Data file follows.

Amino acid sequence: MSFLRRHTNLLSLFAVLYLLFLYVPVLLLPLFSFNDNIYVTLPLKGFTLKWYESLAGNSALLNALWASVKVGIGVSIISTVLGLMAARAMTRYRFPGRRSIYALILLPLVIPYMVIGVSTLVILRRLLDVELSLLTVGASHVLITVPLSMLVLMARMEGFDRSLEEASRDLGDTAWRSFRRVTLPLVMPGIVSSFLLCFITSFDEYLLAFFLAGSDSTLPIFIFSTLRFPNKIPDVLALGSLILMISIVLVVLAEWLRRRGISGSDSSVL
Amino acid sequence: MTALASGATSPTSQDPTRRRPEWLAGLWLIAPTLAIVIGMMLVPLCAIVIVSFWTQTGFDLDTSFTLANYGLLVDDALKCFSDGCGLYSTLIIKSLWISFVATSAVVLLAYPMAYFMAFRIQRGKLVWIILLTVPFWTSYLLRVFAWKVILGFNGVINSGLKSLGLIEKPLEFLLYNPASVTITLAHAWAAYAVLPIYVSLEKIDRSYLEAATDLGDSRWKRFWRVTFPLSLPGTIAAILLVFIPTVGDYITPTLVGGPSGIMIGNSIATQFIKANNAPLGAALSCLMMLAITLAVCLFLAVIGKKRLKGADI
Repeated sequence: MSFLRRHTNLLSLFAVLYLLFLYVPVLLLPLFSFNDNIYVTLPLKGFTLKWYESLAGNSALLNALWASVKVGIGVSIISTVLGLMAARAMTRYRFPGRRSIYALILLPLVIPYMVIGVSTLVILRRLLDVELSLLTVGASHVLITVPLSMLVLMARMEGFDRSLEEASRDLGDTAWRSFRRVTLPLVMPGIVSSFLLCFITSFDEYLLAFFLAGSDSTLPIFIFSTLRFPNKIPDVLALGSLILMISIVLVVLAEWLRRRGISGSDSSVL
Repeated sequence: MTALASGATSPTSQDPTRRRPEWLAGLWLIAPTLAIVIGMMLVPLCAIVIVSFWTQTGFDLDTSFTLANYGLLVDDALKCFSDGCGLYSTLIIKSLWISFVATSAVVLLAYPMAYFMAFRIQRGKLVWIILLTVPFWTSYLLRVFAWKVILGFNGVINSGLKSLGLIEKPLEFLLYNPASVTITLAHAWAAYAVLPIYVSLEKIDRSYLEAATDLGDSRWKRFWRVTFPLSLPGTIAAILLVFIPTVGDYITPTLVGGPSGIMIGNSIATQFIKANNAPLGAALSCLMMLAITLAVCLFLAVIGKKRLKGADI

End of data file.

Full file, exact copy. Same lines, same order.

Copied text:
Amino acid sequence: MSFLRRHTNLLSLFAVLYLLFLYVPVLLLPLFSFNDNIYVTLPLKGFTLKWYESLAGNSALLNALWASVKVGIGVSIISTVLGLMAARAMTRYRFPGRRSIYALILLPLVIPYMVIGVSTLVILRRLLDVELSLLTVGASHVLITVPLSMLVLMARMEGFDRSLEEASRDLGDTAWRSFRRVTLPLVMPGIVSSFLLCFITSFDEYLLAFFLAGSDSTLPIFIFSTLRFPNKIPDVLALGSLILMISIVLVVLAEWLRRRGISGSDSSVL
Amino acid sequence: MTALASGATSPTSQDPTRRRPEWLAGLWLIAPTLAIVIGMMLVPLCAIVIVSFWTQTGFDLDTSFTLANYGLLVDDALKCFSDGCGLYSTLIIKSLWISFVATSAVVLLAYPMAYFMAFRIQRGKLVWIILLTVPFWTSYLLRVFAWKVILGFNGVINSGLKSLGLIEKPLEFLLYNPASVTITLAHAWAAYAVLPIYVSLEKIDRSYLEAATDLGDSRWKRFWRVTFPLSLPGTIAAILLVFIPTVGDYITPTLVGGPSGIMIGNSIATQFIKANNAPLGAALSCLMMLAITLAVCLFLAVIGKKRLKGADI
Repeated sequence: MSFLRRHTNLLSLFAVLYLLFLYVPVLLLPLFSFNDNIYVTLPLKGFTLKWYESLAGNSALLNALWASVKVGIGVSIISTVLGLMAARAMTRYRFPGRRSIYALILLPLVIPYMVIGVSTLVILRRLLDVELSLLTVGASHVLITVPLSMLVLMARMEGFDRSLEEASRDLGDTAWRSFRRVTLPLVMPGIVSSFLLCFITSFDEYLLAFFLAGSDSTLPIFIFSTLRFPNKIPDVLALGSLILMISIVLVVLAEWLRRRGISGSDSSVL
Repeated sequence: MTALASGATSPTSQDPTRRRPEWLAGLWLIAPTLAIVIGMMLVPLCAIVIVSFWTQTGFDLDTSFTLANYGLLVDDALKCFSDGCGLYSTLIIKSLWISFVATSAVVLLAYPMAYFMAFRIQRGKLVWIILLTVPFWTSYLLRVFAWKVILGFNGVINSGLKSLGLIEKPLEFLLYNPASVTITLAHAWAAYAVLPIYVSLEKIDRSYLEAATDLGDSRWKRFWRVTFPLSLPGTIAAILLVFIPTVGDYITPTLVGGPSGIMIGNSIATQFIKANNAPLGAALSCLMMLAITLAVCLFLAVIGKKRLKGADI